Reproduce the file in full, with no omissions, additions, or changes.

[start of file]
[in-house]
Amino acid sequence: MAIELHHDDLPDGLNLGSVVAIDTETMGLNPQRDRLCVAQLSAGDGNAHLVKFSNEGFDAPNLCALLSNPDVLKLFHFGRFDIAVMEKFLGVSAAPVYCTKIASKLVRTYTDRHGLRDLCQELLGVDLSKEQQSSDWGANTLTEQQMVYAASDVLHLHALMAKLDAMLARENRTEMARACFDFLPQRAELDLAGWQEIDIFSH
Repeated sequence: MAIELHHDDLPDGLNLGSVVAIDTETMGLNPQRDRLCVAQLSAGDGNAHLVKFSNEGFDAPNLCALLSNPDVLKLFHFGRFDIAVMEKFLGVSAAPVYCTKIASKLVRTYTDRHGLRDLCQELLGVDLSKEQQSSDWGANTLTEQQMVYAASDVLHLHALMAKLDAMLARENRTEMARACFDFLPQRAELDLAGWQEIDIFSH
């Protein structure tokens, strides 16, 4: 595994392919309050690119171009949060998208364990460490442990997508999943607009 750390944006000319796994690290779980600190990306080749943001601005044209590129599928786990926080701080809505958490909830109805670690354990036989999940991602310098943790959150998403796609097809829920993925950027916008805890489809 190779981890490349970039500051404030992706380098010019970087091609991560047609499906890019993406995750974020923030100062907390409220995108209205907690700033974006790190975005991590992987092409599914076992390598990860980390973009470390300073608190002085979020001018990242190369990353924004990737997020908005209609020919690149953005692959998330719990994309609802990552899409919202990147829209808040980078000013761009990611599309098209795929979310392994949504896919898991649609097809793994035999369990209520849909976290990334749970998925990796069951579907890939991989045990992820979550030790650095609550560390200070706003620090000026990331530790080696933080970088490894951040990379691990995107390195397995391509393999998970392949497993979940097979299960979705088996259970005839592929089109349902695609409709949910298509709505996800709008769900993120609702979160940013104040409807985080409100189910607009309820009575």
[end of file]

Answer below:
[in-house]
Amino acid sequence: MAIELHHDDLPDGLNLGSVVAIDTETMGLNPQRDRLCVAQLSAGDGNAHLVKFSNEGFDAPNLCALLSNPDVLKLFHFGRFDIAVMEKFLGVSAAPVYCTKIASKLVRTYTDRHGLRDLCQELLGVDLSKEQQSSDWGANTLTEQQMVYAASDVLHLHALMAKLDAMLARENRTEMARACFDFLPQRAELDLAGWQEIDIFSH
Repeated sequence: MAIELHHDDLPDGLNLGSVVAIDTETMGLNPQRDRLCVAQLSAGDGNAHLVKFSNEGFDAPNLCALLSNPDVLKLFHFGRFDIAVMEKFLGVSAAPVYCTKIASKLVRTYTDRHGLRDLCQELLGVDLSKEQQSSDWGANTLTEQQMVYAASDVLHLHALMAKLDAMLARENRTEMARACFDFLPQRAELDLAGWQEIDIFSH
């Protein structure tokens, strides 16, 4: 595994392919309050690119171009949060998208364990460490442990997508999943607009 750390944006000319796994690290779980600190990306080749943001601005044209590129599928786990926080701080809505958490909830109805670690354990036989999940991602310098943790959150998403796609097809829920993925950027916008805890489809 190779981890490349970039500051404030992706380098010019970087091609991560047609499906890019993406995750974020923030100062907390409220995108209205907690700033974006790190975005991590992987092409599914076992390598990860980390973009470390300073608190002085979020001018990242190369990353924004990737997020908005209609020919690149953005692959998330719990994309609802990552899409919202990147829209808040980078000013761009990611599309098209795929979310392994949504896919898991649609097809793994035999369990209520849909976290990334749970998925990796069951579907890939991989045990992820979550030790650095609550560390200070706003620090000026990331530790080696933080970088490894951040990379691990995107390195397995391509393999998970392949497993979940097979299960979705088996259970005839592929089109349902695609409709949910298509709505996800709008769900993120609702979160940013104040409807985080409100189910607009309820009575």